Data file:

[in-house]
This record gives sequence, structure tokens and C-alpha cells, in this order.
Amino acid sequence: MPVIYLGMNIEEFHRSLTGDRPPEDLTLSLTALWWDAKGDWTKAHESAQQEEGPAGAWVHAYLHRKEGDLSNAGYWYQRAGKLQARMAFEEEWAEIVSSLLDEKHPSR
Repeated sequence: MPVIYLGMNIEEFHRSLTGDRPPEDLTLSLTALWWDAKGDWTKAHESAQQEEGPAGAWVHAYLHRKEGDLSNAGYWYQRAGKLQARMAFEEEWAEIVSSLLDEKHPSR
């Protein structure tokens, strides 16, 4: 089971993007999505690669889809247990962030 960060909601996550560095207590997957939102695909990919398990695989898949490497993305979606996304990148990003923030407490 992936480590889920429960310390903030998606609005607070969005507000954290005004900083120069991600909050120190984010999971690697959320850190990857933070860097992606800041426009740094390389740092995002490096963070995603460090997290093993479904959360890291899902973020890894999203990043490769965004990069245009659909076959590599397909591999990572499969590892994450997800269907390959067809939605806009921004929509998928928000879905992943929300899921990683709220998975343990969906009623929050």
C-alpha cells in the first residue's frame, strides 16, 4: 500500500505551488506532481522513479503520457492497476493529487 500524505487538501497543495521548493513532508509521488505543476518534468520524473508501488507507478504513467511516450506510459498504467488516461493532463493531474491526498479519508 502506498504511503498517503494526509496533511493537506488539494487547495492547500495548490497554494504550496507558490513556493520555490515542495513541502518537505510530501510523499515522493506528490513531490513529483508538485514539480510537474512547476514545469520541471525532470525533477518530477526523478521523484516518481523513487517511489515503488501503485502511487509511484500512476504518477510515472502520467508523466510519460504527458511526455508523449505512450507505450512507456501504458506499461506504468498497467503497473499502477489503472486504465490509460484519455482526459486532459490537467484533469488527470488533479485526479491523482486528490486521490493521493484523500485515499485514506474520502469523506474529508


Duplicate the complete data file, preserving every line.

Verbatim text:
[in-house]
This record gives sequence, structure tokens and C-alpha cells, in this order.
Amino acid sequence: MPVIYLGMNIEEFHRSLTGDRPPEDLTLSLTALWWDAKGDWTKAHESAQQEEGPAGAWVHAYLHRKEGDLSNAGYWYQRAGKLQARMAFEEEWAEIVSSLLDEKHPSR
Repeated sequence: MPVIYLGMNIEEFHRSLTGDRPPEDLTLSLTALWWDAKGDWTKAHESAQQEEGPAGAWVHAYLHRKEGDLSNAGYWYQRAGKLQARMAFEEEWAEIVSSLLDEKHPSR
């Protein structure tokens, strides 16, 4: 089971993007999505690669889809247990962030 960060909601996550560095207590997957939102695909990919398990695989898949490497993305979606996304990148990003923030407490 992936480590889920429960310390903030998606609005607070969005507000954290005004900083120069991600909050120190984010999971690697959320850190990857933070860097992606800041426009740094390389740092995002490096963070995603460090997290093993479904959360890291899902973020890894999203990043490769965004990069245009659909076959590599397909591999990572499969590892994450997800269907390959067809939605806009921004929509998928928000879905992943929300899921990683709220998975343990969906009623929050």
C-alpha cells in the first residue's frame, strides 16, 4: 500500500505551488506532481522513479503520457492497476493529487 500524505487538501497543495521548493513532508509521488505543476518534468520524473508501488507507478504513467511516450506510459498504467488516461493532463493531474491526498479519508 502506498504511503498517503494526509496533511493537506488539494487547495492547500495548490497554494504550496507558490513556493520555490515542495513541502518537505510530501510523499515522493506528490513531490513529483508538485514539480510537474512547476514545469520541471525532470525533477518530477526523478521523484516518481523513487517511489515503488501503485502511487509511484500512476504518477510515472502520467508523466510519460504527458511526455508523449505512450507505450512507456501504458506499461506504468498497467503497473499502477489503472486504465490509460484519455482526459486532459490537467484533469488527470488533479485526479491523482486528490486521490493521493484523500485515499485514506474520502469523506474529508